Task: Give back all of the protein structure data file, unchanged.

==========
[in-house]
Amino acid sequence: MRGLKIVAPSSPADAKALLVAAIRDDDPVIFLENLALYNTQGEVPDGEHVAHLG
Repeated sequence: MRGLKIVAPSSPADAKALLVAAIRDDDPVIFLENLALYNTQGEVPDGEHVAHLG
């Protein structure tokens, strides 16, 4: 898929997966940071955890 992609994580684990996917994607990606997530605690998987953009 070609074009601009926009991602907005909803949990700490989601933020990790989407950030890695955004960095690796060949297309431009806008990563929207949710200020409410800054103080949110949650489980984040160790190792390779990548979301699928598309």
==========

[in-house]
Amino acid sequence: MRGLKIVAPSSPADAKALLVAAIRDDDPVIFLENLALYNTQGEVPDGEHVAHLG
Repeated sequence: MRGLKIVAPSSPADAKALLVAAIRDDDPVIFLENLALYNTQGEVPDGEHVAHLG
């Protein structure tokens, strides 16, 4: 898929997966940071955890 992609994580684990996917994607990606997530605690998987953009 070609074009601009926009991602907005909803949990700490989601933020990790989407950030890695955004960095690796060949297309431009806008990563929207949710200020409410800054103080949110949650489980984040160790190792390779990548979301699928598309």